Donald Trump Thrusts Taiwan Back on the Table, Rattling a Region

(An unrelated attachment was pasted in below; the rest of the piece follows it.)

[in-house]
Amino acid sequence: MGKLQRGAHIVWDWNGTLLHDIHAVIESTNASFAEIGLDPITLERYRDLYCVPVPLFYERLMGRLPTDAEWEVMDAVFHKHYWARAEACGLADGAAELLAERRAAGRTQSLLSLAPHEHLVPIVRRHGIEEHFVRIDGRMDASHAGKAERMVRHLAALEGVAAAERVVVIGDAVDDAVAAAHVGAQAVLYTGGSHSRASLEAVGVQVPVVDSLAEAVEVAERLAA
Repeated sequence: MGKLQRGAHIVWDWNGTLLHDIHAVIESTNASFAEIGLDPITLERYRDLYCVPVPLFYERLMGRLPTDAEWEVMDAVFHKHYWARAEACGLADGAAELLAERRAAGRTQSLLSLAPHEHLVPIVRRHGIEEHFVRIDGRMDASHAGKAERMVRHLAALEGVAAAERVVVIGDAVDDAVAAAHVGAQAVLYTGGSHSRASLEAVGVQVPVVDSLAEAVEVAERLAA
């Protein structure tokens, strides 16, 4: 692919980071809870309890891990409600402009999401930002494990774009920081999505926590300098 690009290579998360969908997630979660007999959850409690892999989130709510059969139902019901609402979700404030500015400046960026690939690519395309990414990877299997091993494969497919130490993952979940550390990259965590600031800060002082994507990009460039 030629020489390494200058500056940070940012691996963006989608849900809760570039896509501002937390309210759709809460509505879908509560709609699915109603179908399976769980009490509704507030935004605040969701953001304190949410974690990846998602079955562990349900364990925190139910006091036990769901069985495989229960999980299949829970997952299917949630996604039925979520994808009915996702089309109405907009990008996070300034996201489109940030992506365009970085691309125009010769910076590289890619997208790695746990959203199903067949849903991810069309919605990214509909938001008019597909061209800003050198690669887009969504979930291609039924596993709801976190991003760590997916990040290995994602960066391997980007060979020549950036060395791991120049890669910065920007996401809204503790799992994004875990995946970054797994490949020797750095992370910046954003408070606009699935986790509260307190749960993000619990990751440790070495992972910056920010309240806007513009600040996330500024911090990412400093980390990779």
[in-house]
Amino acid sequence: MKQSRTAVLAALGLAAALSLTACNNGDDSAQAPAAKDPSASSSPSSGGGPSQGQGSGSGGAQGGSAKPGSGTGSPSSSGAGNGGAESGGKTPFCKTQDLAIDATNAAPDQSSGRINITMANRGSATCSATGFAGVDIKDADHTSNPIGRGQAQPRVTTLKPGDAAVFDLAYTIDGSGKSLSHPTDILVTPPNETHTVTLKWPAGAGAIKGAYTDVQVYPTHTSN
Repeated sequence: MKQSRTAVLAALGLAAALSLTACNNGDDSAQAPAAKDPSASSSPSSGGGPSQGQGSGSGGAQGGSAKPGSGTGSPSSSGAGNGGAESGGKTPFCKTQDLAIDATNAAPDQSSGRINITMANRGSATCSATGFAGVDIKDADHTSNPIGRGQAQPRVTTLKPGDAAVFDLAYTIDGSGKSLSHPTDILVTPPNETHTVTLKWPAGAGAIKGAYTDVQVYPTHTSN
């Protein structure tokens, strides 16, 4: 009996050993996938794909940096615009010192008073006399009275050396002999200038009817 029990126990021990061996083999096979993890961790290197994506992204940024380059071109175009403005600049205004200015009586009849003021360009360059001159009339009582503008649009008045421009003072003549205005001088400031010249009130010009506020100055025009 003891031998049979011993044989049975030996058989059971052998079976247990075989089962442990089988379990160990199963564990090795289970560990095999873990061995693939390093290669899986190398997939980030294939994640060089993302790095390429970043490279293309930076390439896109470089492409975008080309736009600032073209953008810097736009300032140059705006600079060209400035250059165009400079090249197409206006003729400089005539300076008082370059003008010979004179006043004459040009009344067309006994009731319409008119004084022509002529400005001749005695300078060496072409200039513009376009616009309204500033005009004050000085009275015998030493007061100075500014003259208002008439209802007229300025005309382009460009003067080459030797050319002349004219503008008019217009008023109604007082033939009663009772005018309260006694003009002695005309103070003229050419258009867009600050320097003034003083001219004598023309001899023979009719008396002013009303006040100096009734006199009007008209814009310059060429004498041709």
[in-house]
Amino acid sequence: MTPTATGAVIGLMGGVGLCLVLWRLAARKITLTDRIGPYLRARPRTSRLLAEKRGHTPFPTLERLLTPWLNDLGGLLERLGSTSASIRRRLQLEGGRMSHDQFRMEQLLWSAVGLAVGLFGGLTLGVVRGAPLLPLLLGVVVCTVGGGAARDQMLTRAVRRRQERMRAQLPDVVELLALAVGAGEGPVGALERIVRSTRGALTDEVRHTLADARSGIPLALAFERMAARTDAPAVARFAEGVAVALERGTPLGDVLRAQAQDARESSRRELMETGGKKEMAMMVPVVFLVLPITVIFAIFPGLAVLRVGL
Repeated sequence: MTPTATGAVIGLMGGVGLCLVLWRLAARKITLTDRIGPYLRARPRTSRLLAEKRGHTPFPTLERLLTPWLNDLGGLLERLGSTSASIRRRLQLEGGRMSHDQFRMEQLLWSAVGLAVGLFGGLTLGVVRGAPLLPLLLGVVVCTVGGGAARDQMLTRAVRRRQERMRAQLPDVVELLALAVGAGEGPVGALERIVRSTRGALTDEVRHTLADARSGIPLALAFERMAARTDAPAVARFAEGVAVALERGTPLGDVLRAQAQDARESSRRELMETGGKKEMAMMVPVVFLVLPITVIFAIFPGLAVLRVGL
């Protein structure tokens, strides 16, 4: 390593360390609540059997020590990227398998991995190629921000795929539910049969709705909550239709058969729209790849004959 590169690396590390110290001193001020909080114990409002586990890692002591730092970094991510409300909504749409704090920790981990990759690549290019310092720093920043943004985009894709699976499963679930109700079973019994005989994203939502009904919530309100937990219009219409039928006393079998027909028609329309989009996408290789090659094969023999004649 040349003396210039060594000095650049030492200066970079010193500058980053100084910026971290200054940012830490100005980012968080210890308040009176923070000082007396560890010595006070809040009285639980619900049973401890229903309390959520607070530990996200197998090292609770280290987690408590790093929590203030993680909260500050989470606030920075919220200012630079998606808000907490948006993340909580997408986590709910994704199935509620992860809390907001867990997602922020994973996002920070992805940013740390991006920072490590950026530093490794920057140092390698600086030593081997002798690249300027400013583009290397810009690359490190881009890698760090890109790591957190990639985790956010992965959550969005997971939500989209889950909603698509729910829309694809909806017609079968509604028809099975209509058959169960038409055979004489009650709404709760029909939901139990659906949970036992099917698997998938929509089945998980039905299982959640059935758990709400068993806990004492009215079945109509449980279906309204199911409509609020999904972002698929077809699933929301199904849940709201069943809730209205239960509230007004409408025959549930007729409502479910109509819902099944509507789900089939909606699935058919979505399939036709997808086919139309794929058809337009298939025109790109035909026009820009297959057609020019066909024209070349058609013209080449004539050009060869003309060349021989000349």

Over the past two decades, Taiwan has slipped from its position atop the list of flash points in the complex relationship between the United States and China. In meetings between President Obama and President Xi Jinping of China, it has typically come up after half a dozen more pressing issues, like trade, cyberattacks and Beijing’s aggressive moves in the South China Sea. Now, though, in a single protocol-shattering phone call with the president of Taiwan, President-elect Donald J. Trump has thrust it back on the table. Not since President Richard M. Nixon met with Mao Zedong in 1972 — when the two issued the Shanghai Communiqué clarifying the status of Taiwan — has an American leader so shaken up the diplomatic status quo on the issue. “Taiwan is about to become a more prominent feature of the overall U.S.-China relationship,” said Jon M. Huntsman, who served as ambassador to China during Mr. Obama’s first term. “As a businessman, Donald Trump is used to looking for leverage in any relationship. A President Trump is likely to see Taiwan as a useful leverage point.” In the short run, Mr. Trump has rattled the entire region. Representatives of several Asian countries contacted the White House on Saturday to express concern, according to a senior administration official.
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